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Messages - Martin Prince, Jr.
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« on: May 29, 2008, 04:38:43 PM »
I am usually the first to criticize Clinton for various dog whistles, but I'm tired of the dishonesty about this.
Sounds like politics as usual to me.
Yes. I just worry that this smear is going to backfire.
ETA: And Obama is running as something other than "politics as usual," so it is riskier for him to act like a two-faced politician than it is for others.
As far as I know, the only mention of it from the Obama campaign was shortly after it was released they called it "unfortunate," then Obama accepted Hillary's explanation the following day. The people eating this up are the same pathetic whores in the mainstream media who fall on every other gag and gaffe. Contrast that with Clinton's daily cracks on Obama's bitterness a while ago. I may be totally in the tank for Obama, but that doesn't negate the observation that his campaign *hasn't* been feeding this thing.
« on: May 29, 2008, 04:34:30 PM »
I give that cadet props.
« on: May 29, 2008, 04:32:17 PM »
How do you only have 2 years of military experience?
It's simple. Only sign up for a 2 year contract and don't re-enlist. You don't get much bonus money that way, but the GI-Bill is the same.
When I was in there was a 36-month service obligation to collect on the GI Bill. Also, none of the services offered 2-year enlistments either (Army did 3 year contracts). Did you get out recently? Sorry for the questions, I am curious though.
« on: May 29, 2008, 02:19:40 PM »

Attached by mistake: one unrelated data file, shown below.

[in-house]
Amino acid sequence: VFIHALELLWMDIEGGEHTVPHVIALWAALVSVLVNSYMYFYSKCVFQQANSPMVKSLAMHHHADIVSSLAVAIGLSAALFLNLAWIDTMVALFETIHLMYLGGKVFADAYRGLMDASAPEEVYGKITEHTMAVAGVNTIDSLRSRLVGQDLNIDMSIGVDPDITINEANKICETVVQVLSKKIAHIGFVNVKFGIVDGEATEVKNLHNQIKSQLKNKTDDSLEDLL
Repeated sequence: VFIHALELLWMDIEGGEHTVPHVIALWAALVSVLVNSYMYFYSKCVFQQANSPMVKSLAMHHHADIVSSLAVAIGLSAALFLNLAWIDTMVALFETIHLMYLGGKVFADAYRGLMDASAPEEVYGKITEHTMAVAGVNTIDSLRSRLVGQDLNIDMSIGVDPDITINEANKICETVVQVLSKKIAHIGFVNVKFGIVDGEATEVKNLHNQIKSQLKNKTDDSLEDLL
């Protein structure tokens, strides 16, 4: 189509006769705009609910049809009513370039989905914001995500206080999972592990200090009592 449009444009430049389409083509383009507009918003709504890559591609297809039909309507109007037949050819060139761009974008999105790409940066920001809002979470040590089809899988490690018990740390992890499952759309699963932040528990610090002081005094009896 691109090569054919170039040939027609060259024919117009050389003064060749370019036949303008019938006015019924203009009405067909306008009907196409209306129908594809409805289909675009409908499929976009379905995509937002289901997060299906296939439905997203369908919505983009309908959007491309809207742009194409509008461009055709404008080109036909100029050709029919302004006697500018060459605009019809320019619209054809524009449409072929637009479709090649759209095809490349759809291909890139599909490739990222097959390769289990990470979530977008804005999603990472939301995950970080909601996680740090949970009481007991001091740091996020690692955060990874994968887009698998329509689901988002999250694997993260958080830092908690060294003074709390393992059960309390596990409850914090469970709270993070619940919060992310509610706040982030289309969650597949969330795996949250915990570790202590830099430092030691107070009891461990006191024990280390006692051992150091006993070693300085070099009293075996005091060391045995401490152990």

How do you only have 2 years of military experience?
« on: May 28, 2008, 07:23:57 PM »
I've always believed the only fix would be to have a bipartisan executive branch, with the Presidency going to the candidate with the most electoral votes and the VP coming from the guy who 'lost'.
It would force both sides to work together and provide a happy little check and balance.
But we all know such an idea would fail on its face. After all, someone has to end up #2, and no one likes to lose.
Could you imagine an Obama/McCain or McCain/Obama white house?
That's because such an idea DID fall on its face, way back in the elections of 1796 and 1800. That's the reason for the existence of the 12th Amendment.
In a perfect world this sounds great, but the second a chief executive dies in office the flaws become obvious.
« on: May 28, 2008, 02:56:49 PM »
Everybody on this board seems to rave about soft factors like work experience. I would put all of my effort into getting a high LSAT score. I finished my B.A. 8 years ago, have great soft factors inculding a 4.0 M.A. and several years academic work experience.
Everywhere I was accepted, I think I would have been accepted with no soft factors. The only things that mattered were my undegrad GPA and my LSAT score. In fact, no where that I applied with median LSAT and GPA scores accepted me. I was well over in one or both categories in all the schools that accepted me. I was waitlisted at two schools where I was median though.
Does anyone on this board have a story about soft factors helping him?